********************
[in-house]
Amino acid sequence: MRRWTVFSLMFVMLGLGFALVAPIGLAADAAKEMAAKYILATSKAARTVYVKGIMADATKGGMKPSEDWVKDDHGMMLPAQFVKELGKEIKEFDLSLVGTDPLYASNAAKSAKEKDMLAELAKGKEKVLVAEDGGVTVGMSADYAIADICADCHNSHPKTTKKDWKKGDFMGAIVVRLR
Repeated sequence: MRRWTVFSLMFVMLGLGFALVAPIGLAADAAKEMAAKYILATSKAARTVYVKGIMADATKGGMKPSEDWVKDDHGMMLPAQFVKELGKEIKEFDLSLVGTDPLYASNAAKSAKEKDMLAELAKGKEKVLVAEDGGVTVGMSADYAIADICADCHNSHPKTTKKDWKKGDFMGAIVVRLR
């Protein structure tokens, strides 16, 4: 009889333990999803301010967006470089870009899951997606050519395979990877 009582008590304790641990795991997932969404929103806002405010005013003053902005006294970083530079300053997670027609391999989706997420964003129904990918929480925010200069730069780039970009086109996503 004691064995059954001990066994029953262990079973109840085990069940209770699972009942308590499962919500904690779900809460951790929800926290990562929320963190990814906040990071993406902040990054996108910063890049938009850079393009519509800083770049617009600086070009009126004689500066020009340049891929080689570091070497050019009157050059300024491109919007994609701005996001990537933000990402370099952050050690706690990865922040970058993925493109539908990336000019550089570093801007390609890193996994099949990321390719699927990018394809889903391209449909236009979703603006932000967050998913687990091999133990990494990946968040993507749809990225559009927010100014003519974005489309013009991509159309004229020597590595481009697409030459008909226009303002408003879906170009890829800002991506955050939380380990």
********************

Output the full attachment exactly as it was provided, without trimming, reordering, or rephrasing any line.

[in-house]
Amino acid sequence: MRRWTVFSLMFVMLGLGFALVAPIGLAADAAKEMAAKYILATSKAARTVYVKGIMADATKGGMKPSEDWVKDDHGMMLPAQFVKELGKEIKEFDLSLVGTDPLYASNAAKSAKEKDMLAELAKGKEKVLVAEDGGVTVGMSADYAIADICADCHNSHPKTTKKDWKKGDFMGAIVVRLR
Repeated sequence: MRRWTVFSLMFVMLGLGFALVAPIGLAADAAKEMAAKYILATSKAARTVYVKGIMADATKGGMKPSEDWVKDDHGMMLPAQFVKELGKEIKEFDLSLVGTDPLYASNAAKSAKEKDMLAELAKGKEKVLVAEDGGVTVGMSADYAIADICADCHNSHPKTTKKDWKKGDFMGAIVVRLR
């Protein structure tokens, strides 16, 4: 009889333990999803301010967006470089870009899951997606050519395979990877 009582008590304790641990795991997932969404929103806002405010005013003053902005006294970083530079300053997670027609391999989706997420964003129904990918929480925010200069730069780039970009086109996503 004691064995059954001990066994029953262990079973109840085990069940209770699972009942308590499962919500904690779900809460951790929800926290990562929320963190990814906040990071993406902040990054996108910063890049938009850079393009519509800083770049617009600086070009009126004689500066020009340049891929080689570091070497050019009157050059300024491109919007994609701005996001990537933000990402370099952050050690706690990865922040970058993925493109539908990336000019550089570093801007390609890193996994099949990321390719699927990018394809889903391209449909236009979703603006932000967050998913687990091999133990990494990946968040993507749809990225559009927010100014003519974005489309013009991509159309004229020597590595481009697409030459008909226009303002408003879906170009890829800002991506955050939380380990």